Chorus and Director Coaching with Welwyn Harmony

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Warm-up pic: with coats, as the room is well-ventilated and it's January!Warm-up pic: with coats, as the room is well-ventilated and it's January!

Tuesday evening took me to Welwyn Garden City for the first of a series of sessions with Welwyn Harmony working with the chorus and their directing team together. There are all kinds of reasons why this kind of combined approach is useful, beyond the fact that both areas of focus are of value in themselves.

As a learning experience, a double focus gives both director and singers space to digest things, to work with a new idea or technique for a while without direct scrutiny. You actually get more total learning in this way: people are going to need some time to absorb and integrate the input anyway, so you can spend some of that processing time offering input to someone else, who will then have space to do their own processing when you switch focus back.

And seeing other people learn things is itself a powerful learning experience. It’s why putting two quartets in with one coach is a successful model, and why I like to do individual voice coaching with my chorus with two singers at a time. What you learn from doing can be different from what you learn by seeing and hearing others do.

But the primary value comes from working in the context of the ensemble as a team. How a group of singers use their voices is integrally connected with the conductor’s use of the self, whilst a conductor’s gestures always emerge in the context of the chorus sound. Working on both sides of this interdependent relationship simultaneously makes it easier for both to make changes that will take them in the direction they want to go.

From a coaching perspective, hearing the chorus response to gesture gives a depth and immediacy to the diagnostic process that is really helpful, particularly when you’re discovering a particular director’s superpower. Working with Welwyn’s MD Nickie James, you’d always notice that she has very graceful hands, but it was the chorus sound that revealed that she has a particular genius for nuance in the way she shapes a sustained note.

This is one of those things that gets labelled as ‘you can’t teach that’, though I’d say it’s more that you can’t teach it by approaching it through conducting technique. It is a function of musical thought – it shows up in the way she shaped a phrase when singing it to demonstrate too – and so if you wanted to develop the capacity in someone, you’d have to approach it via their sense of phrasing, as a function of musicianship rather than physical gesture. (Though of course, one may well use gesture in the process of helping people develop their sense of musical shape.)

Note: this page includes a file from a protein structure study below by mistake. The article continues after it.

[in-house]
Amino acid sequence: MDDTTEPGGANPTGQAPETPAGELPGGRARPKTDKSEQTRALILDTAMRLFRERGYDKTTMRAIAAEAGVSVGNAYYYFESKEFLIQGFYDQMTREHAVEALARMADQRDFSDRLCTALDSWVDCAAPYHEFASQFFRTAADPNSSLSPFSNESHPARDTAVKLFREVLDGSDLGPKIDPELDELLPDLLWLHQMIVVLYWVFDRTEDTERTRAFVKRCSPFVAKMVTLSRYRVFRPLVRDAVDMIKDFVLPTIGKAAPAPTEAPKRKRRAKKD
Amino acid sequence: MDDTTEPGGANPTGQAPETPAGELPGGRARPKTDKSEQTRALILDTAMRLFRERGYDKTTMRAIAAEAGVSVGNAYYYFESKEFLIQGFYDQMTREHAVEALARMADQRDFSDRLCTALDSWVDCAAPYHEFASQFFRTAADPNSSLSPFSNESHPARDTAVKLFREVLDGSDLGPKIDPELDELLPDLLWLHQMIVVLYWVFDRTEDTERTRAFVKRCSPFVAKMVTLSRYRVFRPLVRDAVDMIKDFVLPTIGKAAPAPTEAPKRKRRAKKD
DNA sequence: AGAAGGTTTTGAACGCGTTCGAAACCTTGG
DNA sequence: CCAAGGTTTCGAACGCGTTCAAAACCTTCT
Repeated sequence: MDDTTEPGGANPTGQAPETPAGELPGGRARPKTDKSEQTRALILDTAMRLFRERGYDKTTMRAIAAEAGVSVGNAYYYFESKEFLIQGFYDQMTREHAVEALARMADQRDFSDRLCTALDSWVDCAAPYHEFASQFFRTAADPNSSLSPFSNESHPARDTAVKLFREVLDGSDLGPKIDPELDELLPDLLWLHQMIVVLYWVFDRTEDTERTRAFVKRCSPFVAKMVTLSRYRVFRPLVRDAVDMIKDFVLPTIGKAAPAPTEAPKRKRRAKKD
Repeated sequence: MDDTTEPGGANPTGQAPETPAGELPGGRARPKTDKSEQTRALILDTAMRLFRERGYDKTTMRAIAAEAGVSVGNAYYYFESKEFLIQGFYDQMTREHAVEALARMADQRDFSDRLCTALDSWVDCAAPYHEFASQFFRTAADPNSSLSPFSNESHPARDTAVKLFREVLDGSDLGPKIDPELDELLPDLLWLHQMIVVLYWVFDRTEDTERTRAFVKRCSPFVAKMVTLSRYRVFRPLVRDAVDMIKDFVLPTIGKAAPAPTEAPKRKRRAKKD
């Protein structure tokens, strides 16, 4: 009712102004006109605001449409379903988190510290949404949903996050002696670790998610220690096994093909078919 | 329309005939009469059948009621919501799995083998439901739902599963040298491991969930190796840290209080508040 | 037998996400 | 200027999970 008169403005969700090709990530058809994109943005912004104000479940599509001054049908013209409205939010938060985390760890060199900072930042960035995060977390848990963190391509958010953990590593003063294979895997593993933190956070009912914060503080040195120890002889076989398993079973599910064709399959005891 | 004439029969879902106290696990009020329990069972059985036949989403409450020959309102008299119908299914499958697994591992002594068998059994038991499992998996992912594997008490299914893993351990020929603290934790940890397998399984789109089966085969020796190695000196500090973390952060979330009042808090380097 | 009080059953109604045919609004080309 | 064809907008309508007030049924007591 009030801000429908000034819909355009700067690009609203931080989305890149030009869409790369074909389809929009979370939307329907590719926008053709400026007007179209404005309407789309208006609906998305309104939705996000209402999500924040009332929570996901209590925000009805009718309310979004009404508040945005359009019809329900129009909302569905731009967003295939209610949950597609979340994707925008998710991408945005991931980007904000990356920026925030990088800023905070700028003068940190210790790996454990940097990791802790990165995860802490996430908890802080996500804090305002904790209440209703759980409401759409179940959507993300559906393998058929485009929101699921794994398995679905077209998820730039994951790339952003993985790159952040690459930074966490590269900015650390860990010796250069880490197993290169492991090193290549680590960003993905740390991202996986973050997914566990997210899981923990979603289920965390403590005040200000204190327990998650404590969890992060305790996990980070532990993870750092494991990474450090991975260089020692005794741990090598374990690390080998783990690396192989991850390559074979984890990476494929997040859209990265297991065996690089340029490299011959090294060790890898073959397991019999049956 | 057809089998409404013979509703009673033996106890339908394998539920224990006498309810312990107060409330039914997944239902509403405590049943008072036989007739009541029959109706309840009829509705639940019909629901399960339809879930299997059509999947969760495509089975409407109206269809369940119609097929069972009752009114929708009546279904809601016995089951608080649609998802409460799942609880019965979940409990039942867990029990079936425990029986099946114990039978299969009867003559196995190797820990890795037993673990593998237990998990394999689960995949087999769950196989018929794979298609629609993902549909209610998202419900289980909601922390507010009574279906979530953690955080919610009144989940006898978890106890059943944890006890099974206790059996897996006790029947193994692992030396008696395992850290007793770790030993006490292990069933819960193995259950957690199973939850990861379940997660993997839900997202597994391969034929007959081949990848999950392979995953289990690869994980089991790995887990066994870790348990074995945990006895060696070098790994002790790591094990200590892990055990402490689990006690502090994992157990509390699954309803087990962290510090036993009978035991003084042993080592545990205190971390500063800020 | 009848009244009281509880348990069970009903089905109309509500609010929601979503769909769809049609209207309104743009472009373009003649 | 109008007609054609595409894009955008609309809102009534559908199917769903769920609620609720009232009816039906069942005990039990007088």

Anyway, Nickie is already deeply interested in, and therefore nurturing of, the way notes develop through duration, so our primary technical task was to remove other movements that could draw attention away from the magic. In my choral conducting book I differentiated between ‘didactic’ and ‘musical’ gestures – those that give clear, direct instructions, and those that encapsulate complex holistic gestalts – and so our task was to wean both chorus and director off the dependence on didactic gestures to keep things going, in order to let the nuance show through more effectively.

The sheepdog function is a vital part of the conductor’s task, of course, particularly in contexts where the performers don’t know the music that well. But in a repertoire chorus, where people sing from memory and develop a deep familiarity with their repertoire, time spent directing traffic can reduce your opportunities to explore the more artistically interesting dimensions.

The directing team were very clear that inviting a coach in at this point was not just about specific skill-based support, but was also a statement of intent: moving beyond the recovery phase in which the mere fact of being able to sing together again is a triumph, back into a mode where there is some ambition to develop as a performing ensemble. There may still be rebuilding to be done in some areas to regain the consistency of level achieved pre-covid, but by setting their sights on excellence beyond mere recovery, they are signalling both confidence that those levels will be achieved and surpassed, and a sense of purpose to make it happen.

And in scheduling repeated visits, they signalled a commitment to an ongoing process. I am reminded of Daniel Coyle’s observation that one of the basic belonging needs people bring to a group is the sense that they have a future together. Committing to an ongoing process is good for the spirits as well as for the skills.

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